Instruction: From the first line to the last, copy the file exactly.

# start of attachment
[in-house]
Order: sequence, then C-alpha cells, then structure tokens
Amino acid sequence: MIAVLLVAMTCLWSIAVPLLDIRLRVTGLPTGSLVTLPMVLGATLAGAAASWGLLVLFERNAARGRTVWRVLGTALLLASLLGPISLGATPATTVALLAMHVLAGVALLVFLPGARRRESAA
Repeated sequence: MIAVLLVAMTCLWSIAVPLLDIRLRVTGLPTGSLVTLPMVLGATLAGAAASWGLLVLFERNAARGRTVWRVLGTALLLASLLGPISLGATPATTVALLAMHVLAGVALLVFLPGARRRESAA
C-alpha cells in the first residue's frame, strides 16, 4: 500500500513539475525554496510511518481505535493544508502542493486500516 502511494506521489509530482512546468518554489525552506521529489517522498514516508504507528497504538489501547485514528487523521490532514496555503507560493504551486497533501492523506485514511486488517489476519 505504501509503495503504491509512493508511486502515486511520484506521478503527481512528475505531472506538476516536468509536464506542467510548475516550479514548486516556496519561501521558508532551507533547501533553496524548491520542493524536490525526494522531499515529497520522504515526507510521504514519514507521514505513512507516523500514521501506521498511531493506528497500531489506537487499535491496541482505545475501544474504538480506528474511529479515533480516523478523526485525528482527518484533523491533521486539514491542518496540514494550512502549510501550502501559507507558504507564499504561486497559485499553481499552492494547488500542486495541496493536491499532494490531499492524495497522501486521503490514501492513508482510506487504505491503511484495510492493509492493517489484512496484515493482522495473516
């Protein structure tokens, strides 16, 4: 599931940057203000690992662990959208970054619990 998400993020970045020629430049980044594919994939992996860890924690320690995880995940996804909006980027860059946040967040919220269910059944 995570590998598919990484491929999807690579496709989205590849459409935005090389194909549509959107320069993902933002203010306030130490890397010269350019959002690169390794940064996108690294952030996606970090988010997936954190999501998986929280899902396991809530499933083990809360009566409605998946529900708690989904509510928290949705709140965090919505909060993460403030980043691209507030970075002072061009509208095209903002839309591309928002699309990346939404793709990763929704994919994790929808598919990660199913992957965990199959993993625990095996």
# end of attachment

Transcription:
[in-house]
Order: sequence, then C-alpha cells, then structure tokens
Amino acid sequence: MIAVLLVAMTCLWSIAVPLLDIRLRVTGLPTGSLVTLPMVLGATLAGAAASWGLLVLFERNAARGRTVWRVLGTALLLASLLGPISLGATPATTVALLAMHVLAGVALLVFLPGARRRESAA
Repeated sequence: MIAVLLVAMTCLWSIAVPLLDIRLRVTGLPTGSLVTLPMVLGATLAGAAASWGLLVLFERNAARGRTVWRVLGTALLLASLLGPISLGATPATTVALLAMHVLAGVALLVFLPGARRRESAA
C-alpha cells in the first residue's frame, strides 16, 4: 500500500513539475525554496510511518481505535493544508502542493486500516 502511494506521489509530482512546468518554489525552506521529489517522498514516508504507528497504538489501547485514528487523521490532514496555503507560493504551486497533501492523506485514511486488517489476519 505504501509503495503504491509512493508511486502515486511520484506521478503527481512528475505531472506538476516536468509536464506542467510548475516550479514548486516556496519561501521558508532551507533547501533553496524548491520542493524536490525526494522531499515529497520522504515526507510521504514519514507521514505513512507516523500514521501506521498511531493506528497500531489506537487499535491496541482505545475501544474504538480506528474511529479515533480516523478523526485525528482527518484533523491533521486539514491542518496540514494550512502549510501550502501559507507558504507564499504561486497559485499553481499552492494547488500542486495541496493536491499532494490531499492524495497522501486521503490514501492513508482510506487504505491503511484495510492493509492493517489484512496484515493482522495473516
């Protein structure tokens, strides 16, 4: 599931940057203000690992662990959208970054619990 998400993020970045020629430049980044594919994939992996860890924690320690995880995940996804909006980027860059946040967040919220269910059944 995570590998598919990484491929999807690579496709989205590849459409935005090389194909549509959107320069993902933002203010306030130490890397010269350019959002690169390794940064996108690294952030996606970090988010997936954190999501998986929280899902396991809530499933083990809360009566409605998946529900708690989904509510928290949705709140965090919505909060993460403030980043691209507030970075002072061009509208095209903002839309591309928002699309990346939404793709990763929704994919994790929808598919990660199913992957965990199959993993625990095996």